Worlds Beyond EarthThis new show at the Hayden Planetarium is the first to use a new planetarium projection system that is the most advanced in the world, plus it’s narrated by Academy Award winner Lupita Nyong’o, .While humans have to yet to walk on another world beyond the Moon, Worlds Beyond Earth celebrates the extraordinary Age of Exploration carried out by our closest proxies, robotic explorers, over the past 50 years.Featuring immersive visualizations of distant worlds, groundbreaking space missions, and breathtaking scenes depicting the evolution of our solar system, the show is part of the 150th anniversary celebration year of events at the American Museum of Natural History.This is the first space show that will “land” audience members on other worlds in our solar neighborhood, reconstructing actual events at specific locations. That includes-
- a landing on the gray, cratered surface of the Moon, which viewers will reach by following an Apollo launch out of Cape Canaveral,
- the subsequent landing of the Lunar Module “Falcon,” carrying the first Lunar Roving Vehicle;
- and the liquid methane lakes of Saturn’s moon Titan, an almost Earthlike but extremely cold world 1.4 billion kilometers away, illuminated by ESA’s Huygens probe, launched from NASA’s Cassini spacecraft.
Worlds Beyond Earth, narrated by Academy Award winner Lupita Nyong’o, takes viewers on an exhilarating journey that reveals the surprisingly dynamic nature of the worlds that orbit our Sun and the unique conditions that make life on our planet possible.Simply, the show is out of this world!
- Hayden Planetarium is at AMNH, Central Park West between 77th and 81st Streets.
- Get tickets online and save time.
Need more things to do in NYC? My new book is full of them. 100 Things to be exact.100 Things to Do in New York City Before You Die is a great guide to discovering the quirky treasures of NYC, or re-discovering some of the most famous spots in the world.Available online and in bookstores now.Contact email@example.com for autographed copies.FREE Things to do in NYC every weekend
Weekend Walks are sponsored by NYC.
Check the NYC website for the schedule.
FREE Things to do in NYC every Friday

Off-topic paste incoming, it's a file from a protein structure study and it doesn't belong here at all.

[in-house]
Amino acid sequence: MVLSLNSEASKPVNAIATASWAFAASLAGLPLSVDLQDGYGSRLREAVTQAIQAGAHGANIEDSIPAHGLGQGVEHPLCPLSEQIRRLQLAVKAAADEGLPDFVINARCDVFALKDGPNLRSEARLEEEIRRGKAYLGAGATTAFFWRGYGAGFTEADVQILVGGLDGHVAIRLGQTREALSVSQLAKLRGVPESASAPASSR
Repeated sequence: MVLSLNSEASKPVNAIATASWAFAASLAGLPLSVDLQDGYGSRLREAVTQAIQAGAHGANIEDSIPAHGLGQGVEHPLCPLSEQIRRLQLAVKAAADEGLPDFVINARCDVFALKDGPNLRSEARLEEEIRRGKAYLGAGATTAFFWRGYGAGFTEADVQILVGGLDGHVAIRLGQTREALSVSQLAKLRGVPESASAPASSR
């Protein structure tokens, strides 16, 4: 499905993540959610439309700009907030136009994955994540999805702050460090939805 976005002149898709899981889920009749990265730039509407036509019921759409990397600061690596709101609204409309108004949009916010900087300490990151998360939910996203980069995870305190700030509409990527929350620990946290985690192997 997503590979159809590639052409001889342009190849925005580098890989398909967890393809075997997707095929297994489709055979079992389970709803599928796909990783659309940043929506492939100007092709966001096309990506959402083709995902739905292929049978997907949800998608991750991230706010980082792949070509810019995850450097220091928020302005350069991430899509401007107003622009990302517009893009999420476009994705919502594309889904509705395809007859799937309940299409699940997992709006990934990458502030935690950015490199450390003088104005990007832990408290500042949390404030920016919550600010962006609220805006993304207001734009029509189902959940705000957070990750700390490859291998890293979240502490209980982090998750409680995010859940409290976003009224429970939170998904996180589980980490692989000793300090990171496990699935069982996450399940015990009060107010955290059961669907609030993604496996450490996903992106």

Freebie Friday – FREE admission to NYC museums including MOMA. No passes or coupons needed. Just go.
FREE Friday morning admission to the Brooklyn Botanic Garden, until Noon.
Get FREE admission to more than a dozen NYC museums with the IDNYC card. Enrollment is also FREE.
Freebie Friday: Family Fridays at MoMath – Solve puzzles, family-style, and learn how math affects everything, from music to space flight. 6:30pm, FREE The National Museum of Mathematics is at 11 E. 26th St.
Freebie Friday – Grand Central Neighborhood Tour. FREE every Friday at 12:30, docents from the Grand Central Partnership guide you through the history of the fabled Grand Central Terminal and some equally-fabled nearby landmarks including the Chrysler Building.
There are no tickets, no reservations. Just meet at Sculpture court at 120 Park Avenue (southwest corner of East 42nd Street). Tour is 90 minutes.
FREE Things to do in NYC every Saturday
FREE Saturday admission at top NYC museums every Saturday all year includes the Jewish Museum
FREE Things to do in NYC every Sunday
FREE Sunday admission at top NYC museums including Morgan Library and Museum.
FREE Flatiron Walking Tour – Join professional guides on a 90-minute journey through this vibrant neighborhood, viewing some of the City’s most notable landmarks, including the New York Life Insurance Building, the MetLife Clock Tower, the Appellate Courthouse and the famous Flatiron Building.
You now get FREE admission to more than 30 NYC museums and cultural institutions with the new CulturePass. It’s a new perk to use with your library card from the NYPL, Brooklyn Museum or Queens Museum systems.
NYC isn’t expensive when you know where to go and what to do, and we do. And we love to share.
- Unless a price is noted, our weekend list is FREE, but we usually remind you anyway.
- Unless otherwise noted, outdoor events are rain or shine, so let’s hope for shine.
- Street fairs are 11am to 6pm, unless otherwise noted.
Getting Around NYC – Know Before You go
FREE apps on subway track work and schedulng delays – Know what trains are bypassing what stations so you aren’t late for one of these free and cheap weekend events.
NYC official street closures website – Know what streets are closed when for street fairs, parades, political protests and more.
2018 NYC parking calendar – Know when you have to move your car, or not.
Where to eat at LaGuardia Airport – Top NYC restaurants and cafes are replacing fast food joints.
Get NYC on the Cheap in your inbox at 8am each morning.
It’s FREE, too, and you’ll start the day with what you need to know to be a NYC cheapskate.
Enjoy your free and cheap NYC weekend.
Evelyn Kanter also is the author of several NYC and Hudson Valley guidebooks, including my latest, 100 Things to Do in NYC Before You Die.